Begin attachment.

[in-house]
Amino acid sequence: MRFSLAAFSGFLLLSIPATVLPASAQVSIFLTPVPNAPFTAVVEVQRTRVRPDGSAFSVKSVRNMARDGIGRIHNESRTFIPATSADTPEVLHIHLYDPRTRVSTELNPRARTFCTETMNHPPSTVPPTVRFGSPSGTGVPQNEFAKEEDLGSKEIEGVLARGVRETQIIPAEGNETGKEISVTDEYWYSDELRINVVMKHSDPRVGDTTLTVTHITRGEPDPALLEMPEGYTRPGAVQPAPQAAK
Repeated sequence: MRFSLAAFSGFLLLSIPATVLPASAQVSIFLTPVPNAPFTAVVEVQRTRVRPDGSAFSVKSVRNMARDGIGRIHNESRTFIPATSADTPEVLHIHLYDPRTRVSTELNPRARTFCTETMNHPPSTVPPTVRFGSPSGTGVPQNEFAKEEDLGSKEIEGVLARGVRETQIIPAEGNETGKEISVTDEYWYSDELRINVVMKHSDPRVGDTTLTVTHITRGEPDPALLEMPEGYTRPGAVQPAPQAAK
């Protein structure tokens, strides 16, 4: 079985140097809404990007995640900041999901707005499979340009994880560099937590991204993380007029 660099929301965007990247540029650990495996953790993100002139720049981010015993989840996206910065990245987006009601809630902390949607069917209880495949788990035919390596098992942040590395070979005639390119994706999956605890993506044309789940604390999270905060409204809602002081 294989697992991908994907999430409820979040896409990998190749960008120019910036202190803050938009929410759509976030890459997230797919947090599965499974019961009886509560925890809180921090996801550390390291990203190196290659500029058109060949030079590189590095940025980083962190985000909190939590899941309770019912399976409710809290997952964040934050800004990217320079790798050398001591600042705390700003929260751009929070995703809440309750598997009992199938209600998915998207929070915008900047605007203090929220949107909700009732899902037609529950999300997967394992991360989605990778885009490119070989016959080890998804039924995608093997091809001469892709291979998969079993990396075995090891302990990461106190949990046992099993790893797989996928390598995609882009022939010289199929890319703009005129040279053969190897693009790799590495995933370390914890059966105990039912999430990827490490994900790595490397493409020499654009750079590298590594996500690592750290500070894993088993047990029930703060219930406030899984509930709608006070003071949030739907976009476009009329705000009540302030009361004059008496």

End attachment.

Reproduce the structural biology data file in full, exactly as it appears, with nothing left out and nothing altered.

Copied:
[in-house]
Amino acid sequence: MRFSLAAFSGFLLLSIPATVLPASAQVSIFLTPVPNAPFTAVVEVQRTRVRPDGSAFSVKSVRNMARDGIGRIHNESRTFIPATSADTPEVLHIHLYDPRTRVSTELNPRARTFCTETMNHPPSTVPPTVRFGSPSGTGVPQNEFAKEEDLGSKEIEGVLARGVRETQIIPAEGNETGKEISVTDEYWYSDELRINVVMKHSDPRVGDTTLTVTHITRGEPDPALLEMPEGYTRPGAVQPAPQAAK
Repeated sequence: MRFSLAAFSGFLLLSIPATVLPASAQVSIFLTPVPNAPFTAVVEVQRTRVRPDGSAFSVKSVRNMARDGIGRIHNESRTFIPATSADTPEVLHIHLYDPRTRVSTELNPRARTFCTETMNHPPSTVPPTVRFGSPSGTGVPQNEFAKEEDLGSKEIEGVLARGVRETQIIPAEGNETGKEISVTDEYWYSDELRINVVMKHSDPRVGDTTLTVTHITRGEPDPALLEMPEGYTRPGAVQPAPQAAK
């Protein structure tokens, strides 16, 4: 079985140097809404990007995640900041999901707005499979340009994880560099937590991204993380007029 660099929301965007990247540029650990495996953790993100002139720049981010015993989840996206910065990245987006009601809630902390949607069917209880495949788990035919390596098992942040590395070979005639390119994706999956605890993506044309789940604390999270905060409204809602002081 294989697992991908994907999430409820979040896409990998190749960008120019910036202190803050938009929410759509976030890459997230797919947090599965499974019961009886509560925890809180921090996801550390390291990203190196290659500029058109060949030079590189590095940025980083962190985000909190939590899941309770019912399976409710809290997952964040934050800004990217320079790798050398001591600042705390700003929260751009929070995703809440309750598997009992199938209600998915998207929070915008900047605007203090929220949107909700009732899902037609529950999300997967394992991360989605990778885009490119070989016959080890998804039924995608093997091809001469892709291979998969079993990396075995090891302990990461106190949990046992099993790893797989996928390598995609882009022939010289199929890319703009005129040279053969190897693009790799590495995933370390914890059966105990039912999430990827490490994900790595490397493409020499654009750079590298590594996500690592750290500070894993088993047990029930703060219930406030899984509930709608006070003071949030739907976009476009009329705000009540302030009361004059008496």